This is one of my favorite chemistry topics since its also a topic in physics.  I pulled out an old slide show on nuclear physics, different types of nuclear reactions, fission, fusion, atomic bombs, power plants, all the good stuff.  We did the activities ‘Simulation of Nuclear Decay Using Pennies and Paper’, from the Modern Chemistry curriculum and built cloud chambers.

For the paper activity,  I precut a bunch of paper strips from colored card stock and gave each IMG_9880student two strips.  They placed the first strip on a graph to represent 100 percent of material.  Half of that will decay in one half life so they take the second strip which is the same length as the first one and cut it in half.  Tape the half strip next to the first one.  Repeat with each remaining strip until you can no longer easily cut the strip.  For this example we made the half life 1 minute, which is about the time it took to fold and cut the piece of paper to make the next bar.

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The other part of this activity involved putting 100 pennies heads up in a box – this represents our ‘original’ sample of material.  Students shook the covered box 5 times and then removed all the pennies that had ‘decayed’ (turned to tails).  This should be roughly half the pennies.  They then repeated the shaking and removing of ‘decayed’ pennies til they had 1 or 0 pennies left.  Every shake was considered to be a half life of 10 minutes for the purposes of graphing their data.

IMG_9892Then we get to the fun part of class, making cloud chambers.  A cloud chamber is a closed container with an isopropyl alcohol soaked felt pad inside it (near the top or sides) and black paper on the bottom.  The alcohol forms a mist inside the container becoming super saturated near the cold bottom of the container which is sitting on dry ice.  As particles zip through the mist it produces ions and the alcohol drops condense on these ions, leaving a visible trail.  There are a lot of videos on the web explaining how to make cloud chambers.  Here are the two I like, one by Jefferson Labs uses a petri dish to make a small cloud chamber and the one on ScienceFriday has instructions for using something bigger.  The petri dish one works really well but its gets fogged up and you spend a lot of time wiping it off.  I bought the dry ice and 91% isopropyl alcohol at my local grocery store. Our best cloud chamber was built from a cheap (thin and flimsy) plastic cookie (Dunkers) container from Trader Joe’s.  IMG_9917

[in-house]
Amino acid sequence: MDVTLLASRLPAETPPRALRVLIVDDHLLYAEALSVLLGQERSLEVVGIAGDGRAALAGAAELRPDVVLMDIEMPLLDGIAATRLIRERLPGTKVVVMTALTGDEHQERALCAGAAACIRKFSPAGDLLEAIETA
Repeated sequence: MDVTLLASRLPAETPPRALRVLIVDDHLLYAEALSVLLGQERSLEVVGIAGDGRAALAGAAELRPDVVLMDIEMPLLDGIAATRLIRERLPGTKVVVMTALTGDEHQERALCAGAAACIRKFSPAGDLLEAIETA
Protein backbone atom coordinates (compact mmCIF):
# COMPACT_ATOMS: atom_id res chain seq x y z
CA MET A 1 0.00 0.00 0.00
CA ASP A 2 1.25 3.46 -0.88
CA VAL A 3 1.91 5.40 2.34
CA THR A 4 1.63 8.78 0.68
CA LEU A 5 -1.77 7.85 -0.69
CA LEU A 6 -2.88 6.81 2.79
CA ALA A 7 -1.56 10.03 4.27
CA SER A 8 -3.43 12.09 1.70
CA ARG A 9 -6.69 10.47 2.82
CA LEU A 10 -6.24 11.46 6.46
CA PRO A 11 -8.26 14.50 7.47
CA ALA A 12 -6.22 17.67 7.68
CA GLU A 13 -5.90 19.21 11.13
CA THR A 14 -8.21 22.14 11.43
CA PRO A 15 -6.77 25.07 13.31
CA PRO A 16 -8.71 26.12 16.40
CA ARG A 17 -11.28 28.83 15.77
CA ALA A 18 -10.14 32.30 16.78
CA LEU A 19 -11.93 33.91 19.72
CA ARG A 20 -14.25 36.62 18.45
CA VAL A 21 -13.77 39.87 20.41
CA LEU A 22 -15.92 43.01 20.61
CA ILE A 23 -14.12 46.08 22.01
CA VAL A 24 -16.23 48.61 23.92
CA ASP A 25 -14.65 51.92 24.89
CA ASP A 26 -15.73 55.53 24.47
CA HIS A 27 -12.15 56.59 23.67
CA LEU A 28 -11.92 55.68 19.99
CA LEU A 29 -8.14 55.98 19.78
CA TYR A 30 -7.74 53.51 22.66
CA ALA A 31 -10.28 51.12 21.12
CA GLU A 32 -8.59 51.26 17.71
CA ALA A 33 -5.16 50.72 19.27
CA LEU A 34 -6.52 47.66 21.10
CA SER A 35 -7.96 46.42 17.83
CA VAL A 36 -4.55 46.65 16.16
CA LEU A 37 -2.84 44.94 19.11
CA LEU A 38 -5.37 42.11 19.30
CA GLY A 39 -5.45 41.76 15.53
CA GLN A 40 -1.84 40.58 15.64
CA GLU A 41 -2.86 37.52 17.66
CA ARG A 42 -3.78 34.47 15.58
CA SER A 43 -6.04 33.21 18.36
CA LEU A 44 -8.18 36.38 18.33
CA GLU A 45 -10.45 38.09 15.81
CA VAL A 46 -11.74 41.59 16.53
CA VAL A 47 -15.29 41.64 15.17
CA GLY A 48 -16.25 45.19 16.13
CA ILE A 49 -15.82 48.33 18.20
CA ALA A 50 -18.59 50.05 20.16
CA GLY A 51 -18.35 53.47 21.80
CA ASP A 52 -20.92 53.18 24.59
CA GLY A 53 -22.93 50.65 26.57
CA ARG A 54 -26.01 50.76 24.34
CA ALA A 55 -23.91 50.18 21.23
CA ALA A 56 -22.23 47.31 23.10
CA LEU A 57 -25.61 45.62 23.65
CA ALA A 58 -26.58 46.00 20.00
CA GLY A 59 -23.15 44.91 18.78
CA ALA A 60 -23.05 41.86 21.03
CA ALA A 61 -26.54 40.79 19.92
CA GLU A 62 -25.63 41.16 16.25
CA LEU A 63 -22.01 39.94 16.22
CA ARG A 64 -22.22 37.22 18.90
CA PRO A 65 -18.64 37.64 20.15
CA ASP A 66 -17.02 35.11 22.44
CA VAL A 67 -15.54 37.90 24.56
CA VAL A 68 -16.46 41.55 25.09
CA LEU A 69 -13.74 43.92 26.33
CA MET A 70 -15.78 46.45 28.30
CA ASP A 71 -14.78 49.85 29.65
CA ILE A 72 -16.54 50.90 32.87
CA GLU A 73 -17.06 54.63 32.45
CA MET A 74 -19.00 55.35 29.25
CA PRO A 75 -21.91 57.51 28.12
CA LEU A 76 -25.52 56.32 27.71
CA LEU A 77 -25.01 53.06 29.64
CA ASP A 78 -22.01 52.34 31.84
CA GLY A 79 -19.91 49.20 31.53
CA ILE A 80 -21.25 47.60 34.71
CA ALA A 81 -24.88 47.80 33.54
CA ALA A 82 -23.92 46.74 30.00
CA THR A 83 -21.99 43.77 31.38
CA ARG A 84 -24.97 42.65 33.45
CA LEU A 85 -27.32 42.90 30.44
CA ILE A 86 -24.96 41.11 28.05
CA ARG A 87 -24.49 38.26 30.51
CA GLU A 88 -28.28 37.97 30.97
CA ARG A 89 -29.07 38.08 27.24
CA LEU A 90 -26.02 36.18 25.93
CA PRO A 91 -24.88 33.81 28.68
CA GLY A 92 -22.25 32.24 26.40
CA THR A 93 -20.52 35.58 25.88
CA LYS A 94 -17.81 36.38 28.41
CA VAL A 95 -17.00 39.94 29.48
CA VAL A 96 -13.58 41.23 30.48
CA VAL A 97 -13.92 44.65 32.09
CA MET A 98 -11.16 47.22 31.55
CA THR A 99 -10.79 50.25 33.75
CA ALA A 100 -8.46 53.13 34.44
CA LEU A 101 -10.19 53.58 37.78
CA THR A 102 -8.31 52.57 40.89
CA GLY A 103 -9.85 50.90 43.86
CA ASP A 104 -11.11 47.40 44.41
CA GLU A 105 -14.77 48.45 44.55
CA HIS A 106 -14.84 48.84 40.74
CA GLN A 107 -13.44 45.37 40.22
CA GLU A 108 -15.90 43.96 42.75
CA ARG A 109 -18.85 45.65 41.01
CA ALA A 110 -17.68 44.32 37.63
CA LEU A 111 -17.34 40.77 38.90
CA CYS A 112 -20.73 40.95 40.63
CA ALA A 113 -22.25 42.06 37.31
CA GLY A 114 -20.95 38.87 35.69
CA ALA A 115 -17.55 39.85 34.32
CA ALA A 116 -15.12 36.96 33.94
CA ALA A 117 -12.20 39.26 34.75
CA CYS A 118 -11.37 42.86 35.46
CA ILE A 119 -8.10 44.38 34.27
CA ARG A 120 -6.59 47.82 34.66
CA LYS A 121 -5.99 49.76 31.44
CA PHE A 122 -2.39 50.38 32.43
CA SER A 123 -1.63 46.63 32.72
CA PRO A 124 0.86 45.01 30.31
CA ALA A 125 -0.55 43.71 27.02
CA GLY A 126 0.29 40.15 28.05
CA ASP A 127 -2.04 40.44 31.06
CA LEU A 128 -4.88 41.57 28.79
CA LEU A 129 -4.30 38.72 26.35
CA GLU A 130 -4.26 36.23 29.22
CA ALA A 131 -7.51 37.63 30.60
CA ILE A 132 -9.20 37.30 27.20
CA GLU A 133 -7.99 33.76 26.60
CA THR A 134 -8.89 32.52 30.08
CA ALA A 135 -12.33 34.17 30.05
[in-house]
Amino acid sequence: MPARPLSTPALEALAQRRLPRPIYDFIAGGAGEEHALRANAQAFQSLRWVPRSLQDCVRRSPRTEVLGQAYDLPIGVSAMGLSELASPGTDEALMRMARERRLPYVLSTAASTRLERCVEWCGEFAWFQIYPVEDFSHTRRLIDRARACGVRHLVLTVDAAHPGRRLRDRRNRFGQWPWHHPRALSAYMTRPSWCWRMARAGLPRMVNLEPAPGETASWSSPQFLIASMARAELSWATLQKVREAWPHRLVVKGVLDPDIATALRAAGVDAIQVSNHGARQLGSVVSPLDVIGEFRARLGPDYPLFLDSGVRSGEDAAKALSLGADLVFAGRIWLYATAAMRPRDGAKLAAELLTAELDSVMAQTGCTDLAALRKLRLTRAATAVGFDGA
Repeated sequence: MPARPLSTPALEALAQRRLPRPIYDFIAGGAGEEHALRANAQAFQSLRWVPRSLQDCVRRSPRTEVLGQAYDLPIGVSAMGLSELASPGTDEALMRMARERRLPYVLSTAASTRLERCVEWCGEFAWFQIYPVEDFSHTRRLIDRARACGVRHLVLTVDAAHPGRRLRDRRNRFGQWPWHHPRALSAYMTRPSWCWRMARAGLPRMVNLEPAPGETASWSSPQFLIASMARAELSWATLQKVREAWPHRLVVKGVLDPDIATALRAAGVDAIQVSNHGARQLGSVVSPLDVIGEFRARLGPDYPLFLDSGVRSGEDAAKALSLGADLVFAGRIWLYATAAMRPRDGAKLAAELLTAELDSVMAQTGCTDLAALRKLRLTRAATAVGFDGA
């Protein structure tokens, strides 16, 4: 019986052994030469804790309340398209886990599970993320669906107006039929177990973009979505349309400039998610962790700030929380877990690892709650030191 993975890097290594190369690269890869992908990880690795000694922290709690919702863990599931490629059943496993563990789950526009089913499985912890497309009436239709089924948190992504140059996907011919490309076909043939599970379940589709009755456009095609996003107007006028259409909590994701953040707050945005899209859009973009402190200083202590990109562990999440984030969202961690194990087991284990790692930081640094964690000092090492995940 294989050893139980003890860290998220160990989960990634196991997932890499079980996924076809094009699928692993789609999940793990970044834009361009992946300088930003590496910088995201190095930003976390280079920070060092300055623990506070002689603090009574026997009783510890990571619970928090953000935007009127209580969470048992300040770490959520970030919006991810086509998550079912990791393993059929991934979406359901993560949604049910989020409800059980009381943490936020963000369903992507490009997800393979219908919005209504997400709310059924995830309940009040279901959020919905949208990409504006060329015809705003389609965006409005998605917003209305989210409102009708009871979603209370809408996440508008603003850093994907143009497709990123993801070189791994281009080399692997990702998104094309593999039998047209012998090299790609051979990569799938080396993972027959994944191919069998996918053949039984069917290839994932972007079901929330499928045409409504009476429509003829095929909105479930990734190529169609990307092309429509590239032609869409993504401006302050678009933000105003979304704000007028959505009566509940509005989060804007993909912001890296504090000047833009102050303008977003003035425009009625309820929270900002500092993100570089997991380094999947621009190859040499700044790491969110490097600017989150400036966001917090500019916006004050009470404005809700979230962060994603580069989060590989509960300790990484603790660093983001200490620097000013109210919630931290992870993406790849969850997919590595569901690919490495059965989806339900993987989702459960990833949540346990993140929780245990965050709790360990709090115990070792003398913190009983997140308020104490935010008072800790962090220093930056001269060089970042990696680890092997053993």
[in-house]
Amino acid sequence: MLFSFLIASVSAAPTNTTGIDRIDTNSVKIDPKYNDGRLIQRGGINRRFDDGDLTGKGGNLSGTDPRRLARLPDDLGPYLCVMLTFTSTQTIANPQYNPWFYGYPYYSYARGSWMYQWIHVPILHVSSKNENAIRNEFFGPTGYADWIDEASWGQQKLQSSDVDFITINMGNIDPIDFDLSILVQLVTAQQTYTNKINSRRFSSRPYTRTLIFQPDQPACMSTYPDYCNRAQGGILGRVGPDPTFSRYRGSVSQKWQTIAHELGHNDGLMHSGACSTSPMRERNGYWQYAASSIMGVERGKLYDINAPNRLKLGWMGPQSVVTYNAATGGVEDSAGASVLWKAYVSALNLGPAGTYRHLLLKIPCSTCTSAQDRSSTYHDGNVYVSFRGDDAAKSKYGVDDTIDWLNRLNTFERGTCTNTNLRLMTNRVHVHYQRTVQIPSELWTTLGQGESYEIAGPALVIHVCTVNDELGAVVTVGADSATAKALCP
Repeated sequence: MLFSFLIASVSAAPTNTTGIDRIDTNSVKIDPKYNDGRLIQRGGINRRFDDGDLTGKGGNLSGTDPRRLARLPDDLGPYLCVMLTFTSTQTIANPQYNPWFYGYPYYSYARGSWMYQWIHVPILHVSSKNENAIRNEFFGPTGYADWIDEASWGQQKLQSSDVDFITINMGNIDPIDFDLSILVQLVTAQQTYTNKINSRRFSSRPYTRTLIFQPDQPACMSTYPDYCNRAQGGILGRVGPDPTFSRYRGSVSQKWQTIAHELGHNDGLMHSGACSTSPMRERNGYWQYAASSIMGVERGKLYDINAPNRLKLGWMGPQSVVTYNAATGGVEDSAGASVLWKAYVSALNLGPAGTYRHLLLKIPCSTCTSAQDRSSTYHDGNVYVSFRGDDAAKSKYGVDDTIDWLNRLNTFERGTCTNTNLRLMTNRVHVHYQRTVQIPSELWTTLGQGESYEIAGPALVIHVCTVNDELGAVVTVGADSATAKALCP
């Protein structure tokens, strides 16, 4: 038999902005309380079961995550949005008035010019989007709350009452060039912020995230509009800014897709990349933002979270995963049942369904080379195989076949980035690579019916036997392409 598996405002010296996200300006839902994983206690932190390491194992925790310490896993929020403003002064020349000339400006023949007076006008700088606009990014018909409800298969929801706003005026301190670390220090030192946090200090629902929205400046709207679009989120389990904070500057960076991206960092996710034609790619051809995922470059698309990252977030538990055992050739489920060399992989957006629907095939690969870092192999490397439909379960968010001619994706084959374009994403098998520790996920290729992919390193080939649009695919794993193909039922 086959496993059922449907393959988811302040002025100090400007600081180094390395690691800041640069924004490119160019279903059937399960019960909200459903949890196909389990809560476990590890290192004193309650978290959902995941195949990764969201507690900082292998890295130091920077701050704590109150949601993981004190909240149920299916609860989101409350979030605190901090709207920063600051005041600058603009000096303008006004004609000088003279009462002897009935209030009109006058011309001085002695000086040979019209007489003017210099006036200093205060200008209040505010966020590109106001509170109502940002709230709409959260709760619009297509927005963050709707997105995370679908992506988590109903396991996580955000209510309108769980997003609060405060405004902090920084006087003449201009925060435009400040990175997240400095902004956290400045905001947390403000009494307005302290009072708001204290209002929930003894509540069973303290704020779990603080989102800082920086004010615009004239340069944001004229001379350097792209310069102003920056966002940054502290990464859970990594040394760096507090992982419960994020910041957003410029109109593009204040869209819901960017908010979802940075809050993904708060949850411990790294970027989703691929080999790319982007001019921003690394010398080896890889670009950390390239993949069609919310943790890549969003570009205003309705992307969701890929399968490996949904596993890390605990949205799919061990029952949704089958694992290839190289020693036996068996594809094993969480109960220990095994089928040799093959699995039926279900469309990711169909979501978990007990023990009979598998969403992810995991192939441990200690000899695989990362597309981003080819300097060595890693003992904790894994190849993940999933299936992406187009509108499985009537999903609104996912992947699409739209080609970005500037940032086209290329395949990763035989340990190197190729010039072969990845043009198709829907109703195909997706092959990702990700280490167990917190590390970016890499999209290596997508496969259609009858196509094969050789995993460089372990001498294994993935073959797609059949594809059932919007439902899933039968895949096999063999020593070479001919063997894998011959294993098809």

In the photo above you can see our radioactive rock and 4 trails from particles that were emitted from the rock. You can also see the alcohol mist/rain in the container.   You don’t need a radioactive sample to put in the container, you will see trails from muons and other particles that are zipping by us all the time.   Here’s two videos from class:

I asked students to watch these videos before class:

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